From a legal perspective, mitigate is a fancy way of saying “minimize”. It is generally used when referring to the obligation of an individual (normally a claimant) to minimise any ongoing loss or suffering they are experiencing.
Judges will often tell claimants that “you can’t sit on your hands”, what they mean by this is that, a claimant must be proactive in trying to mitigate (or minimise) any ongoing loss or suffering.
For example, in a personal injury context, where an individual has suffered an injury and they are bringing a claim, they are obliged to take whatever steps they can in order to get better and recover from their injuries. That might mean attending a physiotherapist, occupational therapists etc… They need to take charge of their situation. If the Judge is of the opinion that the claimant has not been proactive in their recovery, he/she may reduce their award accordingly.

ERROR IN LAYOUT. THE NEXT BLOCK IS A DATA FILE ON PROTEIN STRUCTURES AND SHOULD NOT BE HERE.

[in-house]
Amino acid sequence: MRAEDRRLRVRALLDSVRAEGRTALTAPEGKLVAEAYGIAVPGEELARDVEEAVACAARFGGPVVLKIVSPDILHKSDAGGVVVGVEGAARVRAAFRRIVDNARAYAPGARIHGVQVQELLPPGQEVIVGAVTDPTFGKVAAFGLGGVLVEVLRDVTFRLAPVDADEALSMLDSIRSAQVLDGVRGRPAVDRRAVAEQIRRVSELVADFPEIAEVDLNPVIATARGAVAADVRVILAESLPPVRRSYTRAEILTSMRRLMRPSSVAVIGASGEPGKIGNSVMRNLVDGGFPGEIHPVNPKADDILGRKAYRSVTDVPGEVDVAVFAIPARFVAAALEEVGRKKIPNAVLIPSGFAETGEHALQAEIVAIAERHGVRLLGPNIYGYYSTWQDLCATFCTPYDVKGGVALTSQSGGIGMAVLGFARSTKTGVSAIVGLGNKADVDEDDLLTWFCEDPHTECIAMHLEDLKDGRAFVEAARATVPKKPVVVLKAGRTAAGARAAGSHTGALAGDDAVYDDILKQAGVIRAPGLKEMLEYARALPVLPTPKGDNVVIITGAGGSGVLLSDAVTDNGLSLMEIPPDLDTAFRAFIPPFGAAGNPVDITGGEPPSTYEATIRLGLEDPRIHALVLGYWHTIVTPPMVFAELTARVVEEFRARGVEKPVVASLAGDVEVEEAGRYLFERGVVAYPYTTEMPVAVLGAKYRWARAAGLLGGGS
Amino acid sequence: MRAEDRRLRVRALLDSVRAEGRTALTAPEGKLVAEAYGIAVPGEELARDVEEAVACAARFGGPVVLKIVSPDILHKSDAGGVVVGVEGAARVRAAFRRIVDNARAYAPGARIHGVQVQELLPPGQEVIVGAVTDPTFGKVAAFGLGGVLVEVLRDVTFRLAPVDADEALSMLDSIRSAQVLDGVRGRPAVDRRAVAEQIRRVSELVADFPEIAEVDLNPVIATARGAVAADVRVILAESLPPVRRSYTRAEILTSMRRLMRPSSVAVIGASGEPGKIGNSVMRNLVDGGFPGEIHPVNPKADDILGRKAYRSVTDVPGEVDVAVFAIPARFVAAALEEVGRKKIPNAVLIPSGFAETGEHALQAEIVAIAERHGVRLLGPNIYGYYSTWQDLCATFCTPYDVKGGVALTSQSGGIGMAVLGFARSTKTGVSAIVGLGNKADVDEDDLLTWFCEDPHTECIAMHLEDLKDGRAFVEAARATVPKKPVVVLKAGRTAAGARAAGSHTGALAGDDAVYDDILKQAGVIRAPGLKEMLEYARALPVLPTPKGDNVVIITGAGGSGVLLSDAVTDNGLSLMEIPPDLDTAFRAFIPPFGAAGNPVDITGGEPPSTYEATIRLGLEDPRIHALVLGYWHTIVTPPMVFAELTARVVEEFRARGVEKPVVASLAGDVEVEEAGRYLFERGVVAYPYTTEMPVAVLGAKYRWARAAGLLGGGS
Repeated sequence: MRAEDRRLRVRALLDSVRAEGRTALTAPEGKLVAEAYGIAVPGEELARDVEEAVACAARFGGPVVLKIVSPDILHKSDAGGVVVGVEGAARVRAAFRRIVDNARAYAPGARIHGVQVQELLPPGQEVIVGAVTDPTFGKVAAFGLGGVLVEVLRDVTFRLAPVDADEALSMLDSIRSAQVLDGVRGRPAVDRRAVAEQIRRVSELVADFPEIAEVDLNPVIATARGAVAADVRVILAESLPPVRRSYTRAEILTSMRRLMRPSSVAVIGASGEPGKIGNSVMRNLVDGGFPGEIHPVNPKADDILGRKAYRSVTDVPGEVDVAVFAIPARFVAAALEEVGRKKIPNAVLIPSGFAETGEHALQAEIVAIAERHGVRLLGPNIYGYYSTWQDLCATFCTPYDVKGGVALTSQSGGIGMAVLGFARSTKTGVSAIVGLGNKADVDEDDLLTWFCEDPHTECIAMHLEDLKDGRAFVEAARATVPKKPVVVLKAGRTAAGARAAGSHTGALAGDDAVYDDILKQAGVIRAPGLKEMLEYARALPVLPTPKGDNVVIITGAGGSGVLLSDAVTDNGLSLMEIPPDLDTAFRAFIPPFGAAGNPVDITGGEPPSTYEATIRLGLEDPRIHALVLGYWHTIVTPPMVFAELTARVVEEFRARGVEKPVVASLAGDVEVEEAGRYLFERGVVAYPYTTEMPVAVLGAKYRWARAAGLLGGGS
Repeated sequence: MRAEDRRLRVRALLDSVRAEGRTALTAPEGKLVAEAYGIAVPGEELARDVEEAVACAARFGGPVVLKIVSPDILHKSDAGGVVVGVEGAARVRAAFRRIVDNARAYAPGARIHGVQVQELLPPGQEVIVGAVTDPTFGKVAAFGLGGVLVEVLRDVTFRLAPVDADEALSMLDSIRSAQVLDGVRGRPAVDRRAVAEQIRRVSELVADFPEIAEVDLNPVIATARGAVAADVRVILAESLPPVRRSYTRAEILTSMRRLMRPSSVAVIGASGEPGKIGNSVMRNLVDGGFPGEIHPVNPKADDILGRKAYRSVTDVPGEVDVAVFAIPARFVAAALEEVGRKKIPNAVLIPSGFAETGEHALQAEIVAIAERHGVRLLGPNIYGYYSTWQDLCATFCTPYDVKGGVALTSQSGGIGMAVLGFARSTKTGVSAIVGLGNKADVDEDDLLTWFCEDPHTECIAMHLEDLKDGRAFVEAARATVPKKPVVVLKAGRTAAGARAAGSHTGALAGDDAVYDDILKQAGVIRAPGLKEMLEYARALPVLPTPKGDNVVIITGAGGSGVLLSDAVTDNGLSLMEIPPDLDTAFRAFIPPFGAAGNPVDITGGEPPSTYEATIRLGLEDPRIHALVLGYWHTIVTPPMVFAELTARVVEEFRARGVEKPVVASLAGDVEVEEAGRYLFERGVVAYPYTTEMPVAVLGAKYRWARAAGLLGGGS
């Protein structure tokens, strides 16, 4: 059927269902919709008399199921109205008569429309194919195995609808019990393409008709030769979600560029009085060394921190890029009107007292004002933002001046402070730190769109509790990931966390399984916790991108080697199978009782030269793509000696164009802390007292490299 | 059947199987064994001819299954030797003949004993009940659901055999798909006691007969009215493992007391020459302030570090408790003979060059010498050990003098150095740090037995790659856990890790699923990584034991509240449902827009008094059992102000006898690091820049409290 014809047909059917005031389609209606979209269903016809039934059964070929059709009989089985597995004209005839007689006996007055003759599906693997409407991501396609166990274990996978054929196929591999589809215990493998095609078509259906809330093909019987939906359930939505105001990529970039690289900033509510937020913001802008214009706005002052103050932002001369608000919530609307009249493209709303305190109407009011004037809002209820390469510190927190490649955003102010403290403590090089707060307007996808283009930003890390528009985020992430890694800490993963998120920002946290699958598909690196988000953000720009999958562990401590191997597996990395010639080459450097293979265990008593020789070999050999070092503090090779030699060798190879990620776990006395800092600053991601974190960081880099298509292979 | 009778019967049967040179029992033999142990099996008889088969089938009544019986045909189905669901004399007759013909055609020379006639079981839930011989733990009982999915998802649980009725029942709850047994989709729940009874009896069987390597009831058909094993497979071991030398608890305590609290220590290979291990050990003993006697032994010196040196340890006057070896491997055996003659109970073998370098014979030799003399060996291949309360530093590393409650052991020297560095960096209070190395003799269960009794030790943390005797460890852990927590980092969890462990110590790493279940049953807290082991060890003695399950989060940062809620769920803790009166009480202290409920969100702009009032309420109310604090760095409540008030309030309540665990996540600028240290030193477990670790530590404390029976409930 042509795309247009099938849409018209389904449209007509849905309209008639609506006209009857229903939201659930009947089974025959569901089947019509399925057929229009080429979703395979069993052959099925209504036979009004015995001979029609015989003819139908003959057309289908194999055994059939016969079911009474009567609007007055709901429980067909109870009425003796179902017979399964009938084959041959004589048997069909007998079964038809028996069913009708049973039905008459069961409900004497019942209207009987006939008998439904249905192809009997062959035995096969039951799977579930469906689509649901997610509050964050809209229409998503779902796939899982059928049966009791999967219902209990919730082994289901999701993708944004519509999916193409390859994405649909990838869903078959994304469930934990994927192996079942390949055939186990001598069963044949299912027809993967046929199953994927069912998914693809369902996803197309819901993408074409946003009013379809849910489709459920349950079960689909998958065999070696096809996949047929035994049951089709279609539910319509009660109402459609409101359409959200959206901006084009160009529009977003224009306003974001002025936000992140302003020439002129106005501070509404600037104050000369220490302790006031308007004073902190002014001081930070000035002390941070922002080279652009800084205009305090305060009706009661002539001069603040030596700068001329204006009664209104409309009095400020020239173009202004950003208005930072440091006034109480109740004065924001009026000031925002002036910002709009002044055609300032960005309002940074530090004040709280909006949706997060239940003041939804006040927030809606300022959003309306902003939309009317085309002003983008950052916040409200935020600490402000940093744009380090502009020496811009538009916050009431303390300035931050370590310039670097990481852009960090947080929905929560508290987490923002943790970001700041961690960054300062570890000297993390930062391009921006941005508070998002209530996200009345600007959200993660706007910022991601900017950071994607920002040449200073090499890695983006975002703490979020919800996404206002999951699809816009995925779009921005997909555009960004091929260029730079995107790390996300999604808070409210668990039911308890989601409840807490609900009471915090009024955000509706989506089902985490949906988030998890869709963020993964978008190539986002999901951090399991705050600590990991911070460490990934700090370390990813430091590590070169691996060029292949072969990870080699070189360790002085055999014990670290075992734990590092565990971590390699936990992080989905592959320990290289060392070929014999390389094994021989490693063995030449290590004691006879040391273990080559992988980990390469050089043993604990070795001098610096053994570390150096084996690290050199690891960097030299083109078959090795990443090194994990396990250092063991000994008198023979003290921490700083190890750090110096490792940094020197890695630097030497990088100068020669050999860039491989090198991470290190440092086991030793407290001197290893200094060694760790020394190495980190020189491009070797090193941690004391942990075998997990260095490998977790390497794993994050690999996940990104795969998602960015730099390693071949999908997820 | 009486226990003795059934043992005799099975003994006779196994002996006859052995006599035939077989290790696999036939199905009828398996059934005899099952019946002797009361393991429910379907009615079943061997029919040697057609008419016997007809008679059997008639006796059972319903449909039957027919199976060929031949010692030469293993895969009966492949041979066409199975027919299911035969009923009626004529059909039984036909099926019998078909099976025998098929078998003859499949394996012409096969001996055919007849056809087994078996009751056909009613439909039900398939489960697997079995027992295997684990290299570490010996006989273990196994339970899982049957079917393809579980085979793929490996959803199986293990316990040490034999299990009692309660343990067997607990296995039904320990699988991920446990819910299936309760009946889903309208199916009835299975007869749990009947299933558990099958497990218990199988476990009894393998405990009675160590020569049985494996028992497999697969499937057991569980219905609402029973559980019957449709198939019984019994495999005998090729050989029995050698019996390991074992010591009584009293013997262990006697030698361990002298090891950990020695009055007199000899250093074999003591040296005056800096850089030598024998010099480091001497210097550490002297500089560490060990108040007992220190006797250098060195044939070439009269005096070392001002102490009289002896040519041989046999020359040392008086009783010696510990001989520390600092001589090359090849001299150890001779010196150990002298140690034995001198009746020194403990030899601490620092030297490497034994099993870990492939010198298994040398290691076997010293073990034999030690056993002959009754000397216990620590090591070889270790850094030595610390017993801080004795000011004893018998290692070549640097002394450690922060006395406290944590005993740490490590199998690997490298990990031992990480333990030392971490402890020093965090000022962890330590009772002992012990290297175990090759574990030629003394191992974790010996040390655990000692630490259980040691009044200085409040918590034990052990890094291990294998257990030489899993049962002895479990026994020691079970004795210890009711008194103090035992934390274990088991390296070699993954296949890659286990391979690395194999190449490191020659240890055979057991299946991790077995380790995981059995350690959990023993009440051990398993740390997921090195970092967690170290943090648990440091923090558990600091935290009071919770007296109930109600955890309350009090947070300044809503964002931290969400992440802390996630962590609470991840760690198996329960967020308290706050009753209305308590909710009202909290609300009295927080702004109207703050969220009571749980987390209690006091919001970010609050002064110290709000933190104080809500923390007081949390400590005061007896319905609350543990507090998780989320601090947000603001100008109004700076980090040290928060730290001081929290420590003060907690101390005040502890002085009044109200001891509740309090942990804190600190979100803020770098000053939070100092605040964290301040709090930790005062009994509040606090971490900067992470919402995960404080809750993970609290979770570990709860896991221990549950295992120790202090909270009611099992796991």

In an employment law context, where an employee brings a claim against an employer for unfair dismissal, the amount of the employees’ loss will depend on whether or not they are still unemployed and suffering loss (of earnings) at the date of the adjudication. A prudent employee would be able to produce evidence demonstrating their efforts to seek alternative employment, such as copies of letters to prospective employers enclosing their CV. An employee who has made no efforts to find alternative employment, and is deemed to bewaiting for a “payday” may not be awarded as much as they would otherwise had they been proactive in mitigating their loss.
If you have questions about this specific term or any others, contact us.